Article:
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Morrison (Wm) Supermarkets (MRW) Ordinary 10p

Sell:216.50p Buy:216.60p 0 Change: 2.40p (1.12%)
FTSE 100:0.33%
Market closed Prices as at close on 2 December 2016 Prices delayed by at least 15 minutes | Switch to live prices |
Sell:216.50p
Buy:216.60p
Change: 2.40p (1.12%)
Deal now Deal for just £11.95 per trade in a ISA, SIPP or Fund & Share Account
Market closed Prices as at close on 2 December 2016 Prices delayed by at least 15 minutes | Switch to live prices |
Sell:216.50p
Buy:216.60p
Change: 2.40p (1.12%)
Market closed Prices as at close on 2 December 2016 Prices delayed by at least 15 minutes | Switch to live prices |
Deal now Deal for just £11.95 per trade in a ISA, SIPP or Fund & Share Account
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HL comment (3 November 2016)

Makes it a year of like-for-like growth

Morrison's achieved a fourth consecutive quarter of like-for-like (LFL) sales growth, with LFLs (excluding fuel) up 1.6%. The shares rose by 1.3% on the news.

Our View

Morrison may still be a work in progress, but that progress looks increasingly rapid. CEO David Potts' strategic plans for the group make perfect sense; focus on the consumer, reinvest in pricing and improve the stores' appeal. The strategy seems to be working too. Customers are coming back to the stores, as evidenced by rising transaction numbers, and like-for like sales are back in positive territory.

Finance costs are falling as debts are repaid and with 85% of stores under freeholds, Morrison has low rental obligations. This gives the group strong cash flow, and in turn supports the dividend. The shares currently offer a prospective yield of 2.4% and analysts are expecting the payout to increase in the coming years.

With billions of pounds of sales and attractive cash generation, Morrison certainly has potential. However, it still faces many challenges, not least the absence of a convenience offer of any scale and under-representation online.

The supermarket price wars also continue to rage, so while Morrison's work on pricing is impressive, it may be far from complete. The fall in sterling after the referendum is an added complication - whether supermarkets will be able to pass the increased price of imported food on to shoppers remains to be seen.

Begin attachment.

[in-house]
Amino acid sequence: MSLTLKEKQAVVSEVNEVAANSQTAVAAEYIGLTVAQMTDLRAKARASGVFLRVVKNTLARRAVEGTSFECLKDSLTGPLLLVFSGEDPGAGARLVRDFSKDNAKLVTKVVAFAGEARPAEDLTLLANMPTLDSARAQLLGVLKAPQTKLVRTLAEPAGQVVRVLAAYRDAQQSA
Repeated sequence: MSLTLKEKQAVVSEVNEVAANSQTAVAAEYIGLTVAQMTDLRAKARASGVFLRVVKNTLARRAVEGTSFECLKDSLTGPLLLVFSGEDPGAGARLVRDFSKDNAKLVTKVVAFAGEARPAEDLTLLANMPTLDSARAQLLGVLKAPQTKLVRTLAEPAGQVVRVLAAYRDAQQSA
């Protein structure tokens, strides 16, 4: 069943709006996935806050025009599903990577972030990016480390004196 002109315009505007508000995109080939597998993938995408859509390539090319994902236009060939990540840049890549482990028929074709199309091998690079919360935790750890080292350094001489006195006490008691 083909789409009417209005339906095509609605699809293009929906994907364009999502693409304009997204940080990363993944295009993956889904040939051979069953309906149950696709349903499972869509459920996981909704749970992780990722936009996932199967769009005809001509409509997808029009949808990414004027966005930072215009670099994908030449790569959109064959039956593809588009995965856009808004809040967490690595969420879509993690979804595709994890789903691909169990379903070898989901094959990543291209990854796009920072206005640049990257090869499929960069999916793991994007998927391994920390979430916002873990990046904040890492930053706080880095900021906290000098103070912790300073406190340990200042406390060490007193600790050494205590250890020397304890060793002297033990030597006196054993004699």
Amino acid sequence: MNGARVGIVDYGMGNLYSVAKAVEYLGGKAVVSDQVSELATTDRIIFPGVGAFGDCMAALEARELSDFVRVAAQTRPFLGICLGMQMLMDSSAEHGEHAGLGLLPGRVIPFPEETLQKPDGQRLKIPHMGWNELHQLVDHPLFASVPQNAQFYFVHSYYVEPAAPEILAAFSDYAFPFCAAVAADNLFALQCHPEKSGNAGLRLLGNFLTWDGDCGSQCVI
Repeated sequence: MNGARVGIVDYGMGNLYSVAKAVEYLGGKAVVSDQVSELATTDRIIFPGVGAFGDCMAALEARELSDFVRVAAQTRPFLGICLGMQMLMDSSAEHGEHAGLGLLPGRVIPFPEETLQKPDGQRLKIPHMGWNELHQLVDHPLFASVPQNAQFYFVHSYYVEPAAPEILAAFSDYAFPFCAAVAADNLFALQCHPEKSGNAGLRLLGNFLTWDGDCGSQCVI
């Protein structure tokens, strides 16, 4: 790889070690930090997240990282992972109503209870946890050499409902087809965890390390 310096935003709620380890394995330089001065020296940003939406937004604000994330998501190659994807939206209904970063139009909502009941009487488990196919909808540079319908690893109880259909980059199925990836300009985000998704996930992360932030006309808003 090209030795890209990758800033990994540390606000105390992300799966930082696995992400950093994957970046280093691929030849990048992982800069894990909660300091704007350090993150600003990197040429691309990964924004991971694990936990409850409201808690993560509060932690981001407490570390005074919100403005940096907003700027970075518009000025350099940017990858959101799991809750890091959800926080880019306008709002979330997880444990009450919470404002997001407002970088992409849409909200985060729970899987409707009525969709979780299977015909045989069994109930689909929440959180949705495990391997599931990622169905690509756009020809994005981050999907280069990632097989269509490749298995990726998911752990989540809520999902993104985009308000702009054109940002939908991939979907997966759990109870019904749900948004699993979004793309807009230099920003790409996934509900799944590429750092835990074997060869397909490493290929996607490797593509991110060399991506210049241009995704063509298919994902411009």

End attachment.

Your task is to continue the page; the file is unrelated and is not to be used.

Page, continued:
Commercial income, i.e. volume rebates from suppliers, was £403m in FY16, accounting for all of the group's underlying profit before tax. Clearly, Morrison needs to reach a position where it is making a profit without having to ask its suppliers for rebates.

But for now, Morrison's position looks secure enough. If the positive LFL sales trend can be maintained, and the group can generate sufficient extra sales volumes to offset the deflationary impact, then Morrison could be looking at a brighter future.

Third quarter trading in detail:

Total sales (ex. fuel) fuel were down 1.2% (up 1.1% inc fuel), reflecting the continuing impact of supermarket closures and the exit of M local. On a LFL basis, sales (ex. fuel) were up 1.6% (up 3.4% inc. fuel). Halloween was a success for the group, with seasonal sales up 20% year-on-year.

Recent pricing and transaction trends continue in Q3. Transaction numbers are up 4.1% in the quarter, while prices are on average 1% lower than this time last year.

Morrison say that the launch of its premium range 'he Best' has gone down well with customers, and this line will be expanded in the run-up to Christmas.

Unless otherwise stated, all estimated figures, including prospective dividend yields, are taken from a consensus of analyst forecasts compiled by Thomson Reuters. These estimates should not be taken as a reliable indicator of future performance.

All yield figures are variable and not guaranteed. The information in this article is not intended to be advice or a recommendation to buy, sell or hold any investment mentioned, nor is it a research recommendation. No view is given as to the present or future value or price of any investment, and investors should form their own view in relation to any proposed investment.

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